Friday, May 18, 2007

Part 1 - It's Getting Better All The Time...

It is interesting to look back and see the evolution of Apple and Mac over the years. Far too many people come into the offices here at YourMacStore and marvel at the history of Apple products we have in our display area. Some have never even heard of the Apple II, or the Lisa 2, or even have seen the first Macintosh portable (it’s 15.8 pounds!). It goes to show that for those of us who have been a part of the computer revolution since it’s early days in the late ‘70s that we have seen so many changes in how computers act, what they do, how they are used, and how they look…and in reality, Apple’s products really have shown the most dramatic (and possibly with the most showmanship) changes.

Look back at those early cases…the Lisa…the first computer with a graphical user interface built in. The Apple IIc with the tiny body (and built in handle) that was maybe 1/3 of the weight of the Apple II. Younger people today who weren’t very old or even around when these things came into being really can’t appreciate the revolution behind them. I remember helping my mother bring home her PC from work so she could do work on the weekends back in the mid 1980s…it was a 50 pound beastie, and that was just the computer, the monitor was a whole other deal! Apple pushed and pushed to make computers more accessible to the average person, and really did a good job of making items smaller, simpler, and more useful to the average person. Computers came out of the workplace and into classrooms and homes because of their ability to think and produce what anyone could use.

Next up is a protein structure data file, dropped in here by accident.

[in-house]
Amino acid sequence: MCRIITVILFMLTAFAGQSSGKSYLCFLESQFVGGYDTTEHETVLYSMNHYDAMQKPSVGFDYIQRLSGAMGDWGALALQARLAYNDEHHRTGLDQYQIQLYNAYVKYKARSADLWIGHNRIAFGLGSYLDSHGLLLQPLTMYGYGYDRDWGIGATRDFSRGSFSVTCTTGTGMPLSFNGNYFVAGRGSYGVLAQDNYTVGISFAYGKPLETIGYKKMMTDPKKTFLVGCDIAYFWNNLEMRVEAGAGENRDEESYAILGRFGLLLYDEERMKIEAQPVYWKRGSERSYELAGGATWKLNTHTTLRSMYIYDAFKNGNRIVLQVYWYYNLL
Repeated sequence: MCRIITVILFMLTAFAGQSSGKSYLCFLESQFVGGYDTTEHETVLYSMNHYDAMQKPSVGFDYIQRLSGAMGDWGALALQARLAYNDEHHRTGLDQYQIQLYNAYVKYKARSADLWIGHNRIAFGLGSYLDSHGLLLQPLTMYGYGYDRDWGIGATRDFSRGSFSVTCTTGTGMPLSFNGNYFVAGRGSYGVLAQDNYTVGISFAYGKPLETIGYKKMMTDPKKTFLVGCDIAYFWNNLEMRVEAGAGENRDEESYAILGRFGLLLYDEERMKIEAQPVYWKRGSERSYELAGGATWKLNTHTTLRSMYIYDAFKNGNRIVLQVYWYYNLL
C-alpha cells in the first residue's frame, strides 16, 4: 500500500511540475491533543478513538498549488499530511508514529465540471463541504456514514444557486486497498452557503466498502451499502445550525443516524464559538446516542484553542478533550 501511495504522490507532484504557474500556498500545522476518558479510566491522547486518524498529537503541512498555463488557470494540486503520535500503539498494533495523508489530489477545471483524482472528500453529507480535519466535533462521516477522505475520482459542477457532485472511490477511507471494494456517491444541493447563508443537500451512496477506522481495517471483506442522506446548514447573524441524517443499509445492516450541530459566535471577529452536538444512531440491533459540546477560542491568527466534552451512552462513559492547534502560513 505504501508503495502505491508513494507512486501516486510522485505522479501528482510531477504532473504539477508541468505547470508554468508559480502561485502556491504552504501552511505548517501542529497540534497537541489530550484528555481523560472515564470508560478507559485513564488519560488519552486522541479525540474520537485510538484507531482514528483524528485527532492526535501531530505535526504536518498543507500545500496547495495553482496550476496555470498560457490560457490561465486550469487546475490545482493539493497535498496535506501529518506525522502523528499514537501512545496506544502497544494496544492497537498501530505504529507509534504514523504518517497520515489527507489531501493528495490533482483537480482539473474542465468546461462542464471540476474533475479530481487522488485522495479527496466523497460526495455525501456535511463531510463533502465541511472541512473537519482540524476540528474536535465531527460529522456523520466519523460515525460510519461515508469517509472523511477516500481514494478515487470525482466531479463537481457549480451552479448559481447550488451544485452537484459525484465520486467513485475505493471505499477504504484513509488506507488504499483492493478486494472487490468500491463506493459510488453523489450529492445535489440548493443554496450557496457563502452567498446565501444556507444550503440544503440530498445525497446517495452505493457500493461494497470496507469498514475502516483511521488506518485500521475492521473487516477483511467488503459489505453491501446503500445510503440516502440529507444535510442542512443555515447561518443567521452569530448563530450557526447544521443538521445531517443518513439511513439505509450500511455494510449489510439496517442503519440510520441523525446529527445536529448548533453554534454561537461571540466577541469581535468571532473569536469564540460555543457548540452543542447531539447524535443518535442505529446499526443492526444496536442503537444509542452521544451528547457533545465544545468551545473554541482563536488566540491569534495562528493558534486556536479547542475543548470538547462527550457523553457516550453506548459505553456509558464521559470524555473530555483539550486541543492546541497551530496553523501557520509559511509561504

Macworld listed it’s top 30 innovative Mac products, and at the top of the list was the Macintosh 128K…blocky mouse and all. I remember when these and the later models began to hit the schools I was going to, and how educators were singing the praise of Apple for making these computers available for practically a song and a dance. Not only was it good PR, but darn good marketing…those kids who used them in junior high and high school…they used them in college…and beyond. While they weren’t the first to try and tackle “cradle to grave” marketing…they have done a good job of it over the years.

-Mike Leader

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